On Monday the CFDA + Lexus Fashion Initiative, hosted a half-day conference at the Andaz Hotel in New York as an ideas/feedback exchange between its participants, mentors and advisory board members. Sharing is caring. The 10 brands participating in the 17-month residency, which aims to increase sustainability, presented their sustainability goals and focuses as well as the challenges they’ve faced while implementing new practices.

The labels involved in the initiative range from jewelry to accessories to ready-to-wear. The full range of participants includes Aurora James for Brother Vellies;
 Sara Beltran for
 Dezso by Sara Beltran; Erin Isakov for Erin Snow; Katie deGuzman and Michael Miller for K/LLER Collection; Nicholas and Christopher Kunz for Nicholas K; Prabal Gurung; Marina Polo and Britt Cosgrove for SVILU; Ramon Martin and Ryan Lobo of
 Tome; Wing Yin Yau
 WWAKE, and Maria Cornejo of
 Zero + Maria Cornejo. Panel members included Julie Gilhart, Melissa Joy Manning, Kristy Caylor and Linda Greer.

At the end of the program, which began in November 2015 and runs through March 2017, the jury will select one recipient for a $150,000 grant and two recipients of $50,000 grants.

Some of the most interesting feedback came from the higher profile labels not overtly associated with sustainability, a word with a very broad definition. Martini and Lobo of Tome have worked to decrease the impact of dyes and leverage organic fabrics with their white shirt project, a capsule collection of white shirts. They’ve also deliberately worked natural tones in their runway collections to eliminate the dye process from several items. They introduced a denim capsule made complete of upcycled or recycled denim. Some of the challenges that come along with their projects are meeting delivery times and incurring the cost upfront of buying materials without orders.

“What does sustainability mean to us?” Gurung said. “We look at it through social, environmental and economic lenses. Our focus is on materials, processes, factories and futures.”

He noted that 85 percent of his collection is made in New York; the majority of the knitwear is made in Nepal, where Gurung grew up. Much of his sustainable efforts are making a social impact in Nepal, where he established the Shikshya Foundation five years ago to educate and support underprivileged children. Two years after an earthquake devastated the region, he has raised over a million dollars for relief efforts.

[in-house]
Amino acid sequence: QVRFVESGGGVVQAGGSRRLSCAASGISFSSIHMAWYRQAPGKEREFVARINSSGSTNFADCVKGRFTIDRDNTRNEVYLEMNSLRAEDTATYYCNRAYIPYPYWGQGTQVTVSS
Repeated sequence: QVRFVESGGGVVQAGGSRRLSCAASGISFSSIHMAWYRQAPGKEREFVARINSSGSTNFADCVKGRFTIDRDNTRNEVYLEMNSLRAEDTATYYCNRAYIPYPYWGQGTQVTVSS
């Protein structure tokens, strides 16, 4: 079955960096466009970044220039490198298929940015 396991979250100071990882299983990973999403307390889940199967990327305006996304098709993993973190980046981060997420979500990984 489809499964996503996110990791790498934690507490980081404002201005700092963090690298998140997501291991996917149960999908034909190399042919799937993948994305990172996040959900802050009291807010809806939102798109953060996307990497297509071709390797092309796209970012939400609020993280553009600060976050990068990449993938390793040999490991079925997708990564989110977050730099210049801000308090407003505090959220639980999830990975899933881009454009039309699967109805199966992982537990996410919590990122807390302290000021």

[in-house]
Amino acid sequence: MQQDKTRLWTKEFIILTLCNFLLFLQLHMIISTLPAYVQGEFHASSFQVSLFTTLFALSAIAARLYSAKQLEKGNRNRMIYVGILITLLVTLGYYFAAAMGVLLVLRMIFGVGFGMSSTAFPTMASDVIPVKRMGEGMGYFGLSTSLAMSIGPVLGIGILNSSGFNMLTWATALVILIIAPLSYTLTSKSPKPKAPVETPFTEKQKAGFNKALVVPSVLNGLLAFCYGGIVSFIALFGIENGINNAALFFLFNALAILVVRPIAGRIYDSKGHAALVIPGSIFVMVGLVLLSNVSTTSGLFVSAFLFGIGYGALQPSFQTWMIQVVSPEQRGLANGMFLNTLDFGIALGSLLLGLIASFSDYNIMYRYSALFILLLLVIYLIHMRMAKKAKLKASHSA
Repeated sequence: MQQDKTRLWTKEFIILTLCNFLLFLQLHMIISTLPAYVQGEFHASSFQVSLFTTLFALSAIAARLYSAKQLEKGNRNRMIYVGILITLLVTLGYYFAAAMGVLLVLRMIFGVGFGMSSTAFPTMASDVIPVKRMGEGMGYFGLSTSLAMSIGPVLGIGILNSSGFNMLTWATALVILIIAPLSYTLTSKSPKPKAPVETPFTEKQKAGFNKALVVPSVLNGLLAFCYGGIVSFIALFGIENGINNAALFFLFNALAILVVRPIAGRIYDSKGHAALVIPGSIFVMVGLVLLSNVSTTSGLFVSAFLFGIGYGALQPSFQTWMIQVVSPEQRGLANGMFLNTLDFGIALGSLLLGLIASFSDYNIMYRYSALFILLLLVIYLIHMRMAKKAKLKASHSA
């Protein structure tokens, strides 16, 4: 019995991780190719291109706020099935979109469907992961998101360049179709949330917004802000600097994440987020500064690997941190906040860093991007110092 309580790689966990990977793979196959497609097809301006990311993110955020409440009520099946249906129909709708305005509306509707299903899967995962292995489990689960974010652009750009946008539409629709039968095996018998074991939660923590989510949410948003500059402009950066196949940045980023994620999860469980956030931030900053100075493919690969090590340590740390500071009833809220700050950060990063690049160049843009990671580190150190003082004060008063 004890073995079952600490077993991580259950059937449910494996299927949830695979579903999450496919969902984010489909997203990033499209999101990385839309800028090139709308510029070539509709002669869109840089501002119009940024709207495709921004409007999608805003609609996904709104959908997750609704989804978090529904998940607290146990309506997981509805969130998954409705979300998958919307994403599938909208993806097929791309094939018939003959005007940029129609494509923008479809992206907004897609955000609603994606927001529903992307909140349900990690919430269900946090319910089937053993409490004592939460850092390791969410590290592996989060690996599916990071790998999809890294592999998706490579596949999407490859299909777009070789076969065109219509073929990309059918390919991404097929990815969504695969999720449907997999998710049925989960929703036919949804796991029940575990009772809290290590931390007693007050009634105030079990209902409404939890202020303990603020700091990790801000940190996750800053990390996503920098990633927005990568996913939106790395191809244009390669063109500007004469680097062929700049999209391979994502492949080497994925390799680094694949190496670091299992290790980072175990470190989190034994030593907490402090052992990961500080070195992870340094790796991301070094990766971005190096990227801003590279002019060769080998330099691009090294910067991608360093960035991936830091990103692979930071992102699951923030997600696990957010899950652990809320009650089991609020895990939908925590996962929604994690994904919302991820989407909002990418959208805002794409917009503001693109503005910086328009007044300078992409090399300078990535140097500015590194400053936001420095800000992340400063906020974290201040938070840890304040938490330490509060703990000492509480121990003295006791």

As for joining the CFDA + Lexus Initiative, he’s focused on the more common notion of sustainability as eco-mindedness with materials. He noted that his spring 2017 runway collection will utilize fabrics made with Himalayan nettle fiber.

“There are a lot of workers [in Nepal] who have been trying to create clothing out of it but the finish hasn’t been really great,” Gurung said. “This time around they’ve been able to create something really amazing and it helps the local workers, it helps the environment, and it grows nonstop so there’s no deforestation.” He’s also launching a small jewelry collection working with Nepalese artisans, and will be working with recycled and eco-friendly packaging for his forthcoming e-commerce launch in the fall.

Among the challenges, he noted, were high minimums for organic cottons and vegetable dyed leathers that are still in the testing phase. “Since we are at a luxury price point, the product has to be the hero,” Gurung said. “We have a great presence on the red carpet….The woman who’s buying us wants that dream. We can’t compromise just because something is environmentally friendly and all of a sudden it doesn’t feel great to touch.”

Cornejo also talked about the struggle to find materials that are up to par with the luxury positioning of her brand. “One of the biggest challenges is to make desirable product [with eco materials],” she said. “Part of being sustainable is also having a business….We started doing this and, to be honest, I almost chickened out [of the program]. It’s been through one of the hardest years retail-wise and wholesale-wise. Trying bring the whole company on board while expecting all these changes…has been really challenging.”

But Cornejo didn’t chicken out. She and her business partner Marysia Woroniecka have always used sustainable fabrics where possible, but after being selected for the CFDA+ Lexus Fashion Initiative, they became more committed. Cornejo said one of the best pieces of advice she received was to get her whole team on board. In April, they introduced the Re-Fashion Recycling Bin, a textile-specific recycling bin that’s part of the City of New York’s official clothing reuse program. Cornejo also decided to design fewer styles but make them more enduring and less disposable.

She converted her shoe leathers to vegetable dyed leather; the viscose drape from which the majority of her collection is cut was redeveloped from a yarn that is obtained without illegal deforestation and utilizing no forbidden chemicals, either in its manufacture or in the way that it is dyed. She also has a series of knitwear initiatives, working with a group of women knitters in Bolivia and using only organic cotton for all cotton knits. She’s changed her hangtags to tell the sustainable side of the story.

Cornejo also pointed out that being sustainable is about company ethos. “Part of being sustainable is that after 18 years [in business] I’m going to be able to take three weeks off,” she said to a round of applause. “I pay people correctly and they have medical insurance. It’s about the whole process; it’s not just the materials.”